O_NOFOLLOW are ignored.

              Opening  a  file  or  directory with the O_PATH flag requires no permissions on the
              object itself (but does require execute permission on the directories in  the  path
              prefix).   Depending  on  the  subsequent  operation,  a  check  for  suitable file
              permissions may be performed (e.g., fchdir(2) requires execute  permission  on  the
              directory  referred  to by its file descriptor argument).  By contrast, obtaining a
              reference to a filesystem object by opening it with the O_RDONLY flag requires that
              the  caller  have read permission on the object, even when the subsequent operation
              (e.g., fchdir(2), fstat(2)) does not require read permission on the object.

              If pathname is a symbolic link and the O_NOFOLLOW flag is also specified, then  the
              call  returns  a  file  descriptor  referring  to  the  symbolic  link.   This file
              descriptor can be used as the dirfd argument in calls to  fchownat(2),  fstatat(2),
              linkat(2),  and  readlinkat(2)  with an empty pathname to have the calls operate on
              the symbolic link.

              If pathname refers to an automount point that has not yet  been  triggered,  so  no
              other  filesystem  is  mounted  on  it,  then  the  call  returns a file descriptor
              referring to the automount directory without triggering a  mount.   fstatfs(2)  can
              then  be  used  to  determine  if  it  is,  in fact, an untriggered automount point
              (.f_type == AUTOFS_SUPER_MAGIC).

              One use of O_PATH for regular files is  to  provide  the  equivalent  of  POSIX.1's
              O_EXEC  functionality.   This  permits  us to open a file for which we have execute
              permission but not  read  permission,  and  then  execute  that  file,  with  steps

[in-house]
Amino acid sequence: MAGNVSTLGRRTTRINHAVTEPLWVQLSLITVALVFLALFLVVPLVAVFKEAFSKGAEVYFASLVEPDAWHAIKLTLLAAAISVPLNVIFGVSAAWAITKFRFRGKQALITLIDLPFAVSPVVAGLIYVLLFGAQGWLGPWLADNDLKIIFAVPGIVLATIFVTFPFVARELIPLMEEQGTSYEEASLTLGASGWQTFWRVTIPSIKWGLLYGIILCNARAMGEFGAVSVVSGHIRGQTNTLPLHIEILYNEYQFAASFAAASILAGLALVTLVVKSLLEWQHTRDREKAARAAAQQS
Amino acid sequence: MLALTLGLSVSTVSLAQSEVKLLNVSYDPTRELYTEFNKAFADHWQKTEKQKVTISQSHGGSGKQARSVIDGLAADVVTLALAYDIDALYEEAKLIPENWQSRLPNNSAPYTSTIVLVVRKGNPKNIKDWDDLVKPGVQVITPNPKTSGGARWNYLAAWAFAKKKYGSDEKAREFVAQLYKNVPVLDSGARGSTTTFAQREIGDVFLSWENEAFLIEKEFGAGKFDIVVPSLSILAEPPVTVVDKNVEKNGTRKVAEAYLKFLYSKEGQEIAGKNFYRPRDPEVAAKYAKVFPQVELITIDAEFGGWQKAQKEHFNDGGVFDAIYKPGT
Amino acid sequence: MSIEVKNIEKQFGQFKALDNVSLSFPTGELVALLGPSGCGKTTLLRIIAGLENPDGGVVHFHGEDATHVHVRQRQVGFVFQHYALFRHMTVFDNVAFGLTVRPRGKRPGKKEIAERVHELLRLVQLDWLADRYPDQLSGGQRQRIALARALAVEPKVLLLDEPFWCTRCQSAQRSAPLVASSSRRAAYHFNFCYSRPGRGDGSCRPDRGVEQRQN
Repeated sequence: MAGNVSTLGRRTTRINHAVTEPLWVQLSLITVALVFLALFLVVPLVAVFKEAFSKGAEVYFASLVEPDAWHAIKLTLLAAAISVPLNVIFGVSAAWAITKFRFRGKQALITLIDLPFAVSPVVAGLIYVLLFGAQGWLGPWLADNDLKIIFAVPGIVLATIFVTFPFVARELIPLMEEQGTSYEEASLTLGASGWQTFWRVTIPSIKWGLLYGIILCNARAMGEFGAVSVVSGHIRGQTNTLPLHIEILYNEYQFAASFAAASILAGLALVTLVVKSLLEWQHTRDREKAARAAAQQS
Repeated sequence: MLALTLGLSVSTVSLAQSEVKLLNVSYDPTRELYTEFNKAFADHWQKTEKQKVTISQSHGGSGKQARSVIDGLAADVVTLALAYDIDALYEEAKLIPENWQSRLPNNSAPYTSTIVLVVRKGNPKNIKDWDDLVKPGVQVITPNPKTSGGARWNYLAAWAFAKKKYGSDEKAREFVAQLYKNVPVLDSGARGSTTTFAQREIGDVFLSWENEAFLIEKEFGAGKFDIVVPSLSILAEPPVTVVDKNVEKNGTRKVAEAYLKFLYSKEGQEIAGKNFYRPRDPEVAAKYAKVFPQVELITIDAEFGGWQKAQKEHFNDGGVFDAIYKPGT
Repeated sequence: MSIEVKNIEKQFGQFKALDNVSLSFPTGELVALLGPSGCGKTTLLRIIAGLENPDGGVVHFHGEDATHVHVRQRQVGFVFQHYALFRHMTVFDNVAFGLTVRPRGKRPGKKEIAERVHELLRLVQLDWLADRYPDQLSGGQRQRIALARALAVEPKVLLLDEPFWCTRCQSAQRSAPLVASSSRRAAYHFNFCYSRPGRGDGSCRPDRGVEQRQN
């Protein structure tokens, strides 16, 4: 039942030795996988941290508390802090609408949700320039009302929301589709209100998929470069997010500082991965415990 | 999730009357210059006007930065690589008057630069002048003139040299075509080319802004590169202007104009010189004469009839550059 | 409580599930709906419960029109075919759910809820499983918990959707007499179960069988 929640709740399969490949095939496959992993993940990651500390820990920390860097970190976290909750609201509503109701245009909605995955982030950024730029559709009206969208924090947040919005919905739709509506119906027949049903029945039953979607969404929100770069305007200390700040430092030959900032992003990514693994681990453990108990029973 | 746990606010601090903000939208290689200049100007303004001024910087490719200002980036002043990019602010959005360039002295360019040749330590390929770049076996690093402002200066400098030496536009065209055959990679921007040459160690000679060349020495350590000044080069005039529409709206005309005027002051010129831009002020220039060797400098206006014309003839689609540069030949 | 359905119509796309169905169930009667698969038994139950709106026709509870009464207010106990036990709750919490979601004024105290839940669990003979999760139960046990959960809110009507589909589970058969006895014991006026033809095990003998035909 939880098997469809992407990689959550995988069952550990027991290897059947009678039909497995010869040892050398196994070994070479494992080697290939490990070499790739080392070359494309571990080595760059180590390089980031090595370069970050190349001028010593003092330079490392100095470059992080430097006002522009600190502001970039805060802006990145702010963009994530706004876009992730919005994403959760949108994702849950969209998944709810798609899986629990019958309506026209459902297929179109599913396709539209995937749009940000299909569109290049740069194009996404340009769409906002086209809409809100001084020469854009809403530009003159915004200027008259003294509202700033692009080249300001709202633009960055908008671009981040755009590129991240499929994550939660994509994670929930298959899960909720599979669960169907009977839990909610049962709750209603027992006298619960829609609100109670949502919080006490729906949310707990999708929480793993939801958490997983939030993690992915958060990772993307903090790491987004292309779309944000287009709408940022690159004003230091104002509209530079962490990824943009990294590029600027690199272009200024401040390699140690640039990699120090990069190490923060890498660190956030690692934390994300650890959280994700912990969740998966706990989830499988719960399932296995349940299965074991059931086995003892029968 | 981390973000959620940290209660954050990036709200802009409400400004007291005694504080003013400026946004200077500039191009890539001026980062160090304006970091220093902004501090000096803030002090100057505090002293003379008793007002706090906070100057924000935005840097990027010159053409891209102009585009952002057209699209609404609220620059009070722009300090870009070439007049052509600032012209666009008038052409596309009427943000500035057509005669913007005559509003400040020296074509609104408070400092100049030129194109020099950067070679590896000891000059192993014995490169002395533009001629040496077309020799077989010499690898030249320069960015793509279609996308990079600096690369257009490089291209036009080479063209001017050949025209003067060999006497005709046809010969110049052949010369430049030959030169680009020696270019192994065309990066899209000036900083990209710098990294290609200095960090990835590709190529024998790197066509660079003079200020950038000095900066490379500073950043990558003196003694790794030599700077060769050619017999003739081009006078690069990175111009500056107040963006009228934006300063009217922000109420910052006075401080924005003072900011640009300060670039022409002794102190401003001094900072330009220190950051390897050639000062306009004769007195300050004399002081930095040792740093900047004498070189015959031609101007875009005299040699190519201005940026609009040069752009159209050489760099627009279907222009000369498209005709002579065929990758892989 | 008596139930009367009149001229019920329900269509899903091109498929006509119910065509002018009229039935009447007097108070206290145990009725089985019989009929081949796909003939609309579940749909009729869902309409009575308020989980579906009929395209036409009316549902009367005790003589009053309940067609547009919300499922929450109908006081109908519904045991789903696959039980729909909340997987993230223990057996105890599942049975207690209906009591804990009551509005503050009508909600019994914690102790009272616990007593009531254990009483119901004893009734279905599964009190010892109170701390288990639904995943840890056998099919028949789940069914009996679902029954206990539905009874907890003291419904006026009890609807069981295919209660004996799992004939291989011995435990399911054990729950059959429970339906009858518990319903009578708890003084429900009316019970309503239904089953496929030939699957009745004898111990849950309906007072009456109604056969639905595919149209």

something like the following:

                  char buf[PATH_MAX];
                  fd = open("some_prog", O_PATH);
                  snprintf(buf, PATH_MAX, "/proc/self/fd/%d", fd);
                  execl(buf, "some_prog", (char *) NULL);

              An O_PATH file descriptor can also be passed as the argument of fexecve(3).

       O_SYNC Write  operations  on  the  file  will  complete  according  to the requirements of
              synchronized I/O file integrity completion (by contrast with the  synchronized  I/O
              data integrity completion provided by O_DSYNC.)

              By  the  time  write(2)  (or  similar) returns, the output data and associated file
              metadata have been transferred to the underlying hardware  (i.e.,  as  though  each
              write(2) was followed by a call to fsync(2)).  See NOTES below.

       O_TMPFILE (since Linux 3.11)
              Create  an  unnamed  temporary  regular  file.   The  pathname argument specifies a
              directory; an unnamed  inode  will  be  created  in  that  directory's  filesystem.
              Anything  written  to the resulting file will be lost when the last file descriptor
              is closed, unless the file is given a name.

              O_TMPFILE must be specified with one of O_RDWR or O_WRONLY and, optionally, O_EXCL.
              If  O_EXCL  is not specified, then linkat(2) can be used to link the temporary file
              into the filesystem, making it permanent, using code like the following:

                  char path[PATH_MAX];
                  fd = open("/path/to/dir", O_TMPFILE | O_RDWR,
                                          S_IRUSR | S_IWUSR);

                  /* File I/O on 'fd'... */

                  snprintf(path, PATH_MAX,  "/proc/self/fd/%d", fd);
                  linkat(AT_FDCWD, path, AT_FDCWD, "/path/for/file",
                                          AT_SYMLINK_FOLLOW);